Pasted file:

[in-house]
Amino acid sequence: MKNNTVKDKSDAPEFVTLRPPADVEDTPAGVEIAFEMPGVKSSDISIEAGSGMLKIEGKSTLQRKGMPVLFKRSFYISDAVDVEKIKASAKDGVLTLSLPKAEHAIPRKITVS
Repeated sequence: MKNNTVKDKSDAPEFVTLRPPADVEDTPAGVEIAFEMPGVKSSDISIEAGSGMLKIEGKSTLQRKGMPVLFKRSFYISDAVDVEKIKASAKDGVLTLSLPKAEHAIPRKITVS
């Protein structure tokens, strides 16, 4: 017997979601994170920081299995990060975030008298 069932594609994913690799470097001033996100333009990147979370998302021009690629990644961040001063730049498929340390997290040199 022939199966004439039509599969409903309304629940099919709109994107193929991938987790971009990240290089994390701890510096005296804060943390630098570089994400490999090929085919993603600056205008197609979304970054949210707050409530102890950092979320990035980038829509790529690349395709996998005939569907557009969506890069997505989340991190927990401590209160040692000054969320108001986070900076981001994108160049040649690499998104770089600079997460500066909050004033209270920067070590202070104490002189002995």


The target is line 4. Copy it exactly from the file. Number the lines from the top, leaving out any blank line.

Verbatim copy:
């Protein structure tokens, strides 16, 4: 017997979601994170920081299995990060975030008298 069932594609994913690799470097001033996100333009990147979370998302021009690629990644961040001063730049498929340390997290040199 022939199966004439039509599969409903309304629940099919709109994107193929991938987790971009990240290089994390701890510096005296804060943390630098570089994400490999090929085919993603600056205008197609979304970054949210707050409530102890950092979320990035980038829509790529690349395709996998005939569907557009969506890069997505989340991190927990401590209160040692000054969320108001986070900076981001994108160049040649690499998104770089600079997460500066909050004033209270920067070590202070104490002189002995």